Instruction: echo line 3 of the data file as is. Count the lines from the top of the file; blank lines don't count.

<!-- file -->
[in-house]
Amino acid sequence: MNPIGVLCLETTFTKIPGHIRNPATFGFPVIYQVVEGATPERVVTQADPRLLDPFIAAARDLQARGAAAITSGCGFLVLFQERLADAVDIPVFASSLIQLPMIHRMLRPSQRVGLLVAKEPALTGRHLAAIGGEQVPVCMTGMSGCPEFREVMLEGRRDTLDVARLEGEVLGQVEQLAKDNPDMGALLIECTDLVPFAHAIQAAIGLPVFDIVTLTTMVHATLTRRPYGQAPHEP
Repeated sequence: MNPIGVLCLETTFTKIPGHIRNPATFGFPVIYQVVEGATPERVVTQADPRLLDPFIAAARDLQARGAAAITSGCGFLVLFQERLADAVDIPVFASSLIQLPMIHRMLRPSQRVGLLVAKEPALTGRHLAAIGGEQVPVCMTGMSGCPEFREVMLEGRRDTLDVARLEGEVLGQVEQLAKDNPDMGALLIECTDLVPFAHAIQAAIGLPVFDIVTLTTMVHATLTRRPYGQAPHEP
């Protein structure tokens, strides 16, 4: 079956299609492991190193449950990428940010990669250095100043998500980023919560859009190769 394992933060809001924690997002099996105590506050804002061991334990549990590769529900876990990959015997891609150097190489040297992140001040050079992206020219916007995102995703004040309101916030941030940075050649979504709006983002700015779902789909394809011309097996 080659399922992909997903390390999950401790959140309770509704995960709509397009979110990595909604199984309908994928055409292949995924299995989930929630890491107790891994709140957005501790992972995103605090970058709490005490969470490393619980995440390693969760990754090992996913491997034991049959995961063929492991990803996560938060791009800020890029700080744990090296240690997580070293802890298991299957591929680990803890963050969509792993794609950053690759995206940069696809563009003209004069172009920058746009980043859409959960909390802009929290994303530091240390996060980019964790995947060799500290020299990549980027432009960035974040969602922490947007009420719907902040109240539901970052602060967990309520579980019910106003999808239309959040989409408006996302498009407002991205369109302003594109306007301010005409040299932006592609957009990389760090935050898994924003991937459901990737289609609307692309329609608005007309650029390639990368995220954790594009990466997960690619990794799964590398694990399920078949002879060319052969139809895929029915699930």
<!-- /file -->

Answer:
Repeated sequence: MNPIGVLCLETTFTKIPGHIRNPATFGFPVIYQVVEGATPERVVTQADPRLLDPFIAAARDLQARGAAAITSGCGFLVLFQERLADAVDIPVFASSLIQLPMIHRMLRPSQRVGLLVAKEPALTGRHLAAIGGEQVPVCMTGMSGCPEFREVMLEGRRDTLDVARLEGEVLGQVEQLAKDNPDMGALLIECTDLVPFAHAIQAAIGLPVFDIVTLTTMVHATLTRRPYGQAPHEP